Domaine des Mariniers Pouilly Fume (Sauvignon Blanc) 2011
From: Loire Valley, France
Winery: Domaine des Mariniers
Year: 2011

Tasting notes: This is 100% Sauvignon Blanc with a fuller mouthfeel, like glycerine. There’s a silky quality to the wine, with everything in balance and no sharp edges. This would be great with lobster, or anything delicate with a butter sauce or white sauce.

Domaine des Mariniers Chinon Rouge (Cabernet Franc) 2010
From: Loire Valley, France
Winery: Domaine des Mariniers
Year: 2010

Tasting notes: Very fruity, but not much aroma. Good mouthfeel with tastes of ripe red cherries and plums. Jean-Pierre says to drink this wine young and then wait for the next vintage.

Joseph Mellot Sancerre Rouge (Pinot Noir) 2010
From: Loire Valley, France
Winery: Joseph Mellot
Year: 2010

Tasting notes:

This was more complex than the first Pinot Noir. It is a bright ruby color, but Jean-Pierre said with age it will darken. It’s a fruit forword wine with great aging potential. There’s nothing too heavy in the wine; it’s silky and elegant. It should go well with guinea hen, pheasant, chicken or roast pork. A good acidity gives it some backbone. Jean-Pierre says the next level of Pinot Noir up from this is Burgundy, which makes the finest Pinots in the world.

Joseph Mellot Sancerre La Chatelenie (Sauvignon Blanc) 2011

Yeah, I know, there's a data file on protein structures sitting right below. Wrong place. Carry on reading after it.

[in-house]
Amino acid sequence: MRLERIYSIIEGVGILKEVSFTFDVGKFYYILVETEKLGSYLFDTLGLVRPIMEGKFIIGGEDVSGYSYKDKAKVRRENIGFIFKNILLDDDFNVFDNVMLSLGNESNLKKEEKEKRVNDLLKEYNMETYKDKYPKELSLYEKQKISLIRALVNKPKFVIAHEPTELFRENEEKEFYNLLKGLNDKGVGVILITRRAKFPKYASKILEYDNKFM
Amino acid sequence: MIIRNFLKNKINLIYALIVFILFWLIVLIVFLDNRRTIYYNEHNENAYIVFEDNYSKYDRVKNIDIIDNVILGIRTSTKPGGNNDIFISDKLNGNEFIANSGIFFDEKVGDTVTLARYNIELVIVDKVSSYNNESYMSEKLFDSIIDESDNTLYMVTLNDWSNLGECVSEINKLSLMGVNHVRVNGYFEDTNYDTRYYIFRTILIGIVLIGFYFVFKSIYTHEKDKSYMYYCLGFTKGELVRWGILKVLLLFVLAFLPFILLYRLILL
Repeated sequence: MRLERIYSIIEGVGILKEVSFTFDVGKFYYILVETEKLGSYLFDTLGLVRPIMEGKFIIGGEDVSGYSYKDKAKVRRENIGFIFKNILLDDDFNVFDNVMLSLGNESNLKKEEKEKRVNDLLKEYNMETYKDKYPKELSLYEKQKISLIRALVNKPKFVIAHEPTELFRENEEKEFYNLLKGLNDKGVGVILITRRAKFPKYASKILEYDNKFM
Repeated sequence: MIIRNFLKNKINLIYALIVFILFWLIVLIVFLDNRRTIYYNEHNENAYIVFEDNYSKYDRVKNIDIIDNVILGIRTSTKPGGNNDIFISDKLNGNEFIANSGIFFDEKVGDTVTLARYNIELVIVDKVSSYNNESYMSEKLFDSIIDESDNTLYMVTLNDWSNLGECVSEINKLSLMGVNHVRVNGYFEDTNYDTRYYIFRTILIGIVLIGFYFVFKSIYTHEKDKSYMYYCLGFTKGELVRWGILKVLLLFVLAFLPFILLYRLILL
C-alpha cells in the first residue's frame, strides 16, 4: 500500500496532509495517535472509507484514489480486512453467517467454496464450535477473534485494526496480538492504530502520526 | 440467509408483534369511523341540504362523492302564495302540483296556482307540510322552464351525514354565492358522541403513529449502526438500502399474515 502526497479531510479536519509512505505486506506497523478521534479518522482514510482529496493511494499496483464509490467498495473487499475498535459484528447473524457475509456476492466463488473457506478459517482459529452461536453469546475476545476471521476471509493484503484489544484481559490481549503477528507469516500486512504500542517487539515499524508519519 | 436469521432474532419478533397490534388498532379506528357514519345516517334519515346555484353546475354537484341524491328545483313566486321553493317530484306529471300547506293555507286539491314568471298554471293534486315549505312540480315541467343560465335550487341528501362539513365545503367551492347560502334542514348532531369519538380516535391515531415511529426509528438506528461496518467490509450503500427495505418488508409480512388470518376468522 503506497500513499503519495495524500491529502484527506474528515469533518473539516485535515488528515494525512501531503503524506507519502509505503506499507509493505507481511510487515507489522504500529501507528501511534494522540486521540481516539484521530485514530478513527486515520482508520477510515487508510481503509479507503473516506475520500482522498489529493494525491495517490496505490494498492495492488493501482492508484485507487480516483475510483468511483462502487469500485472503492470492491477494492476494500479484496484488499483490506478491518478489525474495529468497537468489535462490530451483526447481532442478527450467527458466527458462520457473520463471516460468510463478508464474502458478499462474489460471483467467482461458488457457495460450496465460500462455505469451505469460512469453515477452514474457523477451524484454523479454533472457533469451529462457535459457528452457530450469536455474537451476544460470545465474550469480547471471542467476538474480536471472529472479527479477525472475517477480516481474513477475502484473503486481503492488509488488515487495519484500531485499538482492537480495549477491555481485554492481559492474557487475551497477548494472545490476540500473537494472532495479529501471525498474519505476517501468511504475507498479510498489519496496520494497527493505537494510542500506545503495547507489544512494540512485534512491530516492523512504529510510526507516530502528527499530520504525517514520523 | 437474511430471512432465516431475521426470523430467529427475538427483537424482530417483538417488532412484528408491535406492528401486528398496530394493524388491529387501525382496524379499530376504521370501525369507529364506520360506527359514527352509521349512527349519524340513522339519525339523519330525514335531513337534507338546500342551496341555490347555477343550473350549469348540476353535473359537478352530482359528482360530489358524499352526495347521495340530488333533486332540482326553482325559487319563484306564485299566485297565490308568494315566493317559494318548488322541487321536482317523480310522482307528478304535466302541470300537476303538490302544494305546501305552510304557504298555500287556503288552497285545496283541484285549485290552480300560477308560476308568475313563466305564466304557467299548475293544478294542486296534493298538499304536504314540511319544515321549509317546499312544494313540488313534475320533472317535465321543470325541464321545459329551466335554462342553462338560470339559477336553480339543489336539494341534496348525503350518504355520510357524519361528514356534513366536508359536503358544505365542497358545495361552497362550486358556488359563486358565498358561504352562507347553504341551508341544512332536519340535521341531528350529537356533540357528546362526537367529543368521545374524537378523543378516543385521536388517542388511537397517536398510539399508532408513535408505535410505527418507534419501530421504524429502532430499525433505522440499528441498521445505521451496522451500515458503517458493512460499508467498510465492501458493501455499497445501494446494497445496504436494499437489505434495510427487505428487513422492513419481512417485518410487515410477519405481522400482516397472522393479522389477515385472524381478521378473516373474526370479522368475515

From: Loire Valley, France
Winery: Joseph Mellot
Year: 2011

Tasting notes: The nose is strong, full of citrus notes. It has a great, silky mouthfeel, with citrus and pineapple flavors. It’s well balanced and with some complexity. It would be good with freshwater fish, something cooked in butter. “This is great with good, simple food,” said Jean-Pierre. “You can’t do much better than that. You don’t always need a three star restaurant.” He also called Joseph Mellot “the king of Sancerre.”

Domaine Baumard Savennieres (Chenin Blanc) 2008
From: Loire Valley, France
Winery: Domaine Baumard
Year: 2008

Tasting notes: This is a huge, dry Chenin Blanc. It starts with a flinty aroma. The taste is balanced and mellow with a little minerality. It’s a wine of some depth and muscle. Jean-Pierre said it had a different personality than the other whites of the evening. “This is a white wine you can keep for 20 years and it will keep getting better,” he said. “Baumard is one of the top producers in the region, if not the best.” You could serve this with oysters and light, delicate seafoods.